248 248
249\begin{itemize} 249\begin{itemize}
250\item Obviously, the expansion step is performed when the 250\item Obviously, the expansion step is performed when the
@@ -373,7 +373,7 @@ We measure the rate of convergence defined by
373\begin{eqnarray} 373\begin{eqnarray}
374\label{rho-rate-convergence} 374\label{rho-rate-convergence}
375\rho(S_0,n) = \textrm{lim sup}_{k\rightarrow \infty} 375\rho(S_0,n) = \textrm{lim sup}_{k\rightarrow \infty}
376\left(\sum_{i=0,k-1} \frac{\sigma(S_{i+1})}{\sigma(S_i)}\right)^{1/k} 376\left(\sum_{i=0,k-1} \frac{\sigma(S_{i+1})}{\sigma(S_i)}\right)^{1/k}.
377\end{eqnarray} 377\end{eqnarray}
378That definition can be viewed as the geometric mean of the ratio of the 378That definition can be viewed as the geometric mean of the ratio of the
379oriented lengths between successive simplices and the minimizer 0. 379oriented lengths between successive simplices and the minimizer 0.
@@ -381,7 +381,7 @@ This definition implies
381\begin{eqnarray} 381\begin{eqnarray}
382\label{rho-rate-convergence2} 382\label{rho-rate-convergence2}
383\rho(S_0,n) = \textrm{lim sup}_{k\rightarrow \infty} 383\rho(S_0,n) = \textrm{lim sup}_{k\rightarrow \infty}
384\left( \frac{\sigma(S_{k+1})}{\sigma(S_0)}\right)^{1/k} 384\left( \frac{\sigma(S_{k+1})}{\sigma(S_0)}\right)^{1/k}.
385\end{eqnarray} 385\end{eqnarray}
386 386
387According to the definition, the algorithm is convergent if $\rho(S_0,n) < 1$. 387According to the definition, the algorithm is convergent if $\rho(S_0,n) < 1$.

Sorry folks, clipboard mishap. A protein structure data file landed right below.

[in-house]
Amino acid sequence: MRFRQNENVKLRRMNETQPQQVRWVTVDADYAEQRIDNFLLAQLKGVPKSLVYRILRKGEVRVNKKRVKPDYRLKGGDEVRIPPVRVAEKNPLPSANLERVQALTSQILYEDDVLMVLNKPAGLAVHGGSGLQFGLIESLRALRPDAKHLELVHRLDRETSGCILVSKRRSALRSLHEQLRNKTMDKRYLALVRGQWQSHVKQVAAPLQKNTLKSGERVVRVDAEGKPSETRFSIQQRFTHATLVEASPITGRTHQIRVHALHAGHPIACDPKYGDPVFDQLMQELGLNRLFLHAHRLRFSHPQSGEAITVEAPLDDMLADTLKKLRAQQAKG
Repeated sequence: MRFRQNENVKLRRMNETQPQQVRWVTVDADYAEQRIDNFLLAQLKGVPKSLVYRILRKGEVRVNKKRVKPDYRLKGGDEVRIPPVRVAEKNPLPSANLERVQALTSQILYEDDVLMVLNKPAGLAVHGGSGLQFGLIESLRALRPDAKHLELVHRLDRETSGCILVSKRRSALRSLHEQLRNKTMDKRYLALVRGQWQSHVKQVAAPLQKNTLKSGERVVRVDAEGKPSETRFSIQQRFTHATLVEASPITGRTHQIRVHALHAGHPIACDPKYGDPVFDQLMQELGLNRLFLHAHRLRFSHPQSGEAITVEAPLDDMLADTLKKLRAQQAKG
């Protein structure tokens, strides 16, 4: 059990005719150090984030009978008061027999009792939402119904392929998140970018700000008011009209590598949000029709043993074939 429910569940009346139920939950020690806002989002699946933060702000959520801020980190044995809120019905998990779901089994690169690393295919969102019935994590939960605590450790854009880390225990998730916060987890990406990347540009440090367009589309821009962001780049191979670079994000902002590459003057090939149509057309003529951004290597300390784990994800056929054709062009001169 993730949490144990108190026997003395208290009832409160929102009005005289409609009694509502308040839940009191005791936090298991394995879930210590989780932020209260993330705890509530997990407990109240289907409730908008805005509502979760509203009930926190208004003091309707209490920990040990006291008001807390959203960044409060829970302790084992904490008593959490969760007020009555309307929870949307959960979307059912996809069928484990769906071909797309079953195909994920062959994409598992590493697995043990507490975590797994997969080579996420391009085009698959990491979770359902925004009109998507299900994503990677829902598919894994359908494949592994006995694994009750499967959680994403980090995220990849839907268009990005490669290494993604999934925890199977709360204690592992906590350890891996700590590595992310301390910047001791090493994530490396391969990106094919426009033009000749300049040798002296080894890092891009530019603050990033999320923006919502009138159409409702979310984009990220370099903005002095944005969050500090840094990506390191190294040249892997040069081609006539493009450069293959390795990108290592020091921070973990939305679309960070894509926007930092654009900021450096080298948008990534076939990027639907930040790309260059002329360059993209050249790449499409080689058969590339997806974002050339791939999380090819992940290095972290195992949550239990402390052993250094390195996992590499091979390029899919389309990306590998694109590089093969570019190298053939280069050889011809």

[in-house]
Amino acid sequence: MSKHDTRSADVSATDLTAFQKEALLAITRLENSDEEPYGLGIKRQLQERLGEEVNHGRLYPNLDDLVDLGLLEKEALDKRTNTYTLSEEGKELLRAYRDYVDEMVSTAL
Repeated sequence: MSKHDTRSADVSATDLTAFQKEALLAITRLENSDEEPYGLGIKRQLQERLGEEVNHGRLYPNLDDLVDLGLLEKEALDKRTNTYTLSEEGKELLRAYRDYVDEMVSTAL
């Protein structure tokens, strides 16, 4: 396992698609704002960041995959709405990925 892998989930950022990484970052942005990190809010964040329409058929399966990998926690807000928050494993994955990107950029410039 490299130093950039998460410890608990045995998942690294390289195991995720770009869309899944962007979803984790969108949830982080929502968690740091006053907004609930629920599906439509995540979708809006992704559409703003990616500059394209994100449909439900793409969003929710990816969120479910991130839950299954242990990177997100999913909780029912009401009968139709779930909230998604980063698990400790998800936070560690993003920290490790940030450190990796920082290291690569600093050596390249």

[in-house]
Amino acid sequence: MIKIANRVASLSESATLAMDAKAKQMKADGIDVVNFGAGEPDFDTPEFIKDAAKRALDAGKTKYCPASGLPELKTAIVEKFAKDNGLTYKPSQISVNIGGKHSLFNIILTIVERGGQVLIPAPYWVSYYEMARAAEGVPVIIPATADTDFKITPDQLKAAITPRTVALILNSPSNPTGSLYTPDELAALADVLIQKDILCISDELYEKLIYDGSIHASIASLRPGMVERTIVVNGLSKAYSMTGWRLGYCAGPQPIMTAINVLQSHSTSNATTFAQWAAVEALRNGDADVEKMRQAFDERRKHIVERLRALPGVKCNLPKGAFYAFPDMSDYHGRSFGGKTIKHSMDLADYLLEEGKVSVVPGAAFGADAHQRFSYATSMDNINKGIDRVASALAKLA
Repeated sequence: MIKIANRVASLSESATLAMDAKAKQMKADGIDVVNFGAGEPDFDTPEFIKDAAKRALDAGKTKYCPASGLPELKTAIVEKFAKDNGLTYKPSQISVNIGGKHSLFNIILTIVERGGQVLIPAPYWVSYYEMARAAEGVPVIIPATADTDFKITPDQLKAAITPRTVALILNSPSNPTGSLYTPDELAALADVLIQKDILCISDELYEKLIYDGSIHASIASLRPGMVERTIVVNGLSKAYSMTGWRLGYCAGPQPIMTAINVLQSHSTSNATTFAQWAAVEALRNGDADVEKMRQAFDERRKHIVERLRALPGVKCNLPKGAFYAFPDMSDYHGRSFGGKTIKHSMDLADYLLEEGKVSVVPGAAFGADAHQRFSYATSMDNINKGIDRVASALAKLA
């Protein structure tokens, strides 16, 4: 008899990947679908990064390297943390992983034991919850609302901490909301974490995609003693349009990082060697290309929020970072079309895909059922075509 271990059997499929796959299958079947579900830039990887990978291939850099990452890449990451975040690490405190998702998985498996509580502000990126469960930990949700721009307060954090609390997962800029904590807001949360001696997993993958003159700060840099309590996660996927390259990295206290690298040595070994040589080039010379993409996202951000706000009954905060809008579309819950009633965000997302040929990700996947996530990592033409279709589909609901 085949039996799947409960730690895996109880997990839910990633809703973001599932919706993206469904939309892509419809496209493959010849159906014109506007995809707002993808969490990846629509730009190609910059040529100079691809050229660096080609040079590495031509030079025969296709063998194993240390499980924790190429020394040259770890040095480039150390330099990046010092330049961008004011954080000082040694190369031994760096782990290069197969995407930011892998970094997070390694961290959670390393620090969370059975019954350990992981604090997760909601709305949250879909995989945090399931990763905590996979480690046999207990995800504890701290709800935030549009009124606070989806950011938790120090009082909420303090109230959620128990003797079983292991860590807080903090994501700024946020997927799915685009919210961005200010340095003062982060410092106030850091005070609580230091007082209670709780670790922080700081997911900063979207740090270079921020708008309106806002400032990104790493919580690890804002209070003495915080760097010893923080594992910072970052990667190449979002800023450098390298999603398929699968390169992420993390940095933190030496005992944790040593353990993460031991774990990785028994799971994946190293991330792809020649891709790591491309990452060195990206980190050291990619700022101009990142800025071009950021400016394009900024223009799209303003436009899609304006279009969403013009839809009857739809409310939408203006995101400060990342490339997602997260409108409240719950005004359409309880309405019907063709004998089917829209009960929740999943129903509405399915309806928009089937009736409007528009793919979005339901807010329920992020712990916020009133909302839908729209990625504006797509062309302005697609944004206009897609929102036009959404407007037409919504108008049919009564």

@@ -888,19 +888,41 @@ presents the multi-directional direct search algorithm.
888 888
889The function we try to minimize is the following quadratic 889The function we try to minimize is the following quadratic
890in 2 dimensions 890in 2 dimensions
891
892\begin{eqnarray} 891\begin{eqnarray}
893f(x_1,x_2) = x_1^2 + x_2^2 - x_1 x_2 892f(x_1,x_2) = x_1^2 + x_2^2 - x_1 x_2.
894\end{eqnarray} 893\end{eqnarray}
895 894
896The stopping criteria is based on the relative size of the simplex 895The stopping criteria is based on the relative size of the simplex
897with respect to the size of the initial simplex 896with respect to the size of the initial simplex
898
899\begin{eqnarray} 897\begin{eqnarray}
900\sigma(S) < tol \times \sigma(S_0) 898\sigma_+(S) < tol \times \sigma_+(S_0),
901\end{eqnarray} 899\end{eqnarray}
900where the tolerance is set to $tol=10^{-8}$.
901
902The initial simplex is a regular simplex with unit length.
903
904The following Scilab script allows to perform the optimization.
905
906\lstset{language=scilabscript}
907\begin{lstlisting}
908function [ y , index ] = quadratic ( x , index )
909 y = x(1)^2 + x(2)^2 - x(1) * x(2);
910endfunction
911nm = neldermead_new ();
912nm = neldermead_configure(nm,"-numberofvariables",2);